4. As was pointed out in Gabora (1999), supporters of refutation (iv) have much to explain. First, as Blackmore (1999) correctly notes, the onset of culture was associated with an increased variety of tools. Yet this actually contradicts her thesis. That is, if imitative capacity were the bottleneck to culture, then prior to the origin of culture there would have been variation everywhere, and the onset of imitation would have funnelled this variation in the most useful directions. Variety would have decreased. The archeological evidence she cites actually supports the alternative thesis -- that creativity was the bottleneck to culture -- and the autocatalytic-mind hypothesis in my target article tries to explicate exactly how this might have come about. Second, since imitation is found in at least some animals (see Byrne & Russon (1998) and accompanying commentary for an illuminating review), what prevents them from evolving culture? The lack of culture in animals is, on the other hand, not a problem for the creativity-as-bottleneck hypothesis, because imitative capacity remains latent or hidden until there is variation for it to work on. For example, in "Meme and Variations," a computer model of cultural evolution, agents' ability to imitate is set to 1 and their ability to invent to 0, what happens is: nothing (Gabora 1995). There has to be something worth imitating for imitative ability to manifest itself.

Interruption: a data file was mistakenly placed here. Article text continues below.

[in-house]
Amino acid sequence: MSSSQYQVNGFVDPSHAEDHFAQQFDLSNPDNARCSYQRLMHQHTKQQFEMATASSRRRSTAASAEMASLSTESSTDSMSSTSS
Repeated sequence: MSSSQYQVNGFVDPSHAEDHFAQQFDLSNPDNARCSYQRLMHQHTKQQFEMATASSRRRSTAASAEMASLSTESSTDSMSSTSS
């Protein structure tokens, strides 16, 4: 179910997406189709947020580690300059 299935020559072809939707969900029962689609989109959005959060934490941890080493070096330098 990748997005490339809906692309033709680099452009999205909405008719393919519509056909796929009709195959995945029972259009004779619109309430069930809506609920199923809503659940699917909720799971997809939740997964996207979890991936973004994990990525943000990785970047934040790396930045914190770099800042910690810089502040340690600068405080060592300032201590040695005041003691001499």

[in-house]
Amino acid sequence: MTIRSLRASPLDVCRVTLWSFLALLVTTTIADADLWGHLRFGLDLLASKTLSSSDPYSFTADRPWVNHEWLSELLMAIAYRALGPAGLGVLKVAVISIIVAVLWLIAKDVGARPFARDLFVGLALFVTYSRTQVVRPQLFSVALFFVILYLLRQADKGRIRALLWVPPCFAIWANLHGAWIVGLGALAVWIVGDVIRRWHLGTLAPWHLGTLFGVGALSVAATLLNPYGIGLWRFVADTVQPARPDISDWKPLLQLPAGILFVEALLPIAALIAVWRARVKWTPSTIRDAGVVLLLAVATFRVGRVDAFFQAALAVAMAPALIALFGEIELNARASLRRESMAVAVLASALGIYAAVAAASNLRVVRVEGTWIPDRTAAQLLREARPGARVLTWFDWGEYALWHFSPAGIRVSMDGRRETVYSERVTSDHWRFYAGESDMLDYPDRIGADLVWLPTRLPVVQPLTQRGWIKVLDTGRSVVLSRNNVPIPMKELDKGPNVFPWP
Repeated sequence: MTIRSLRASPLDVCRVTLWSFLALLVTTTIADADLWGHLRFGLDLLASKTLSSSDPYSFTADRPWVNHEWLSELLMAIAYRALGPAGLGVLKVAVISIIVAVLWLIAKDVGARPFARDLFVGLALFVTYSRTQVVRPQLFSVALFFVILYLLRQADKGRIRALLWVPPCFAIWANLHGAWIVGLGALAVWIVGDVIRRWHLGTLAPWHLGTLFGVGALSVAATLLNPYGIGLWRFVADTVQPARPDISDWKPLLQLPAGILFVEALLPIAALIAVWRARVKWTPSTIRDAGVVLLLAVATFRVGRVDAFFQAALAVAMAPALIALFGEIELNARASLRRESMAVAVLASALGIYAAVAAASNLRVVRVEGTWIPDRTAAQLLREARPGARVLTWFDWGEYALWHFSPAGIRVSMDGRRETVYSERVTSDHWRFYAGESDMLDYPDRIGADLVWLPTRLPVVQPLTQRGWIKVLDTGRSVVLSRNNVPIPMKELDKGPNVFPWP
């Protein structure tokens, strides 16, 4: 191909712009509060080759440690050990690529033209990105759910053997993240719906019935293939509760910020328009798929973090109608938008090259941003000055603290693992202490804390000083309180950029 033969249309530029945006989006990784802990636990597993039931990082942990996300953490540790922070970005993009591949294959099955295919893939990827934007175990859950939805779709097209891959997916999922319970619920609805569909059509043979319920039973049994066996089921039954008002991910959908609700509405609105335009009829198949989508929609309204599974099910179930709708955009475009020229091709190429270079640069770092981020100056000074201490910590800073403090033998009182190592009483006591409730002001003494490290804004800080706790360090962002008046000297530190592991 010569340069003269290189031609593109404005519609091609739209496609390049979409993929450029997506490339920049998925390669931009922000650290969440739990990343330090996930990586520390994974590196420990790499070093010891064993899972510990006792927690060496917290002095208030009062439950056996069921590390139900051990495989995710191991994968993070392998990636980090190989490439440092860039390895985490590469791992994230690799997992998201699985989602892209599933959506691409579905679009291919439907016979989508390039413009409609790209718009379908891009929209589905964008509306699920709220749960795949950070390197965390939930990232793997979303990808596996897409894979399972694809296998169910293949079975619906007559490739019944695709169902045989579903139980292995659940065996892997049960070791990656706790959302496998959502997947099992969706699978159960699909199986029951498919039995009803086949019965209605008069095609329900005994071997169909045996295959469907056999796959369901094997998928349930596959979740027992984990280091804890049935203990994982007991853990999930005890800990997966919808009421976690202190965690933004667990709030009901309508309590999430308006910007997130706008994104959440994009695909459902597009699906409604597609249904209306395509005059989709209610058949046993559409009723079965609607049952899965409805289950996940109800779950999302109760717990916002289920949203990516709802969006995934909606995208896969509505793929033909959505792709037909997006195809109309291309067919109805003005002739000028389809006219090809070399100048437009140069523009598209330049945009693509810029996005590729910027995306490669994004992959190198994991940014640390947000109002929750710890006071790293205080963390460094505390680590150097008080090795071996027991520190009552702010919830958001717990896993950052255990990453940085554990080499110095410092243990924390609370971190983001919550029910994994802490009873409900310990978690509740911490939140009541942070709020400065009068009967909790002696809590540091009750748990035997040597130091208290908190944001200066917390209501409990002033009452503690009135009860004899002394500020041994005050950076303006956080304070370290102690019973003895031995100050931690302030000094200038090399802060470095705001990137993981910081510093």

5. That said, I will now respond more directly to the commentaries. Edmonds's (1999) suggestion that selection does not operates on single concepts but on conceptual pathways, is insightful, and his suggestions for how variation could arise in a conceptual pathway are intriguing. It would be nice if he could provide some concrete examples. Does the set of motor instructions that results in the execution of, say, a basketball move, count as a conceptual pathway?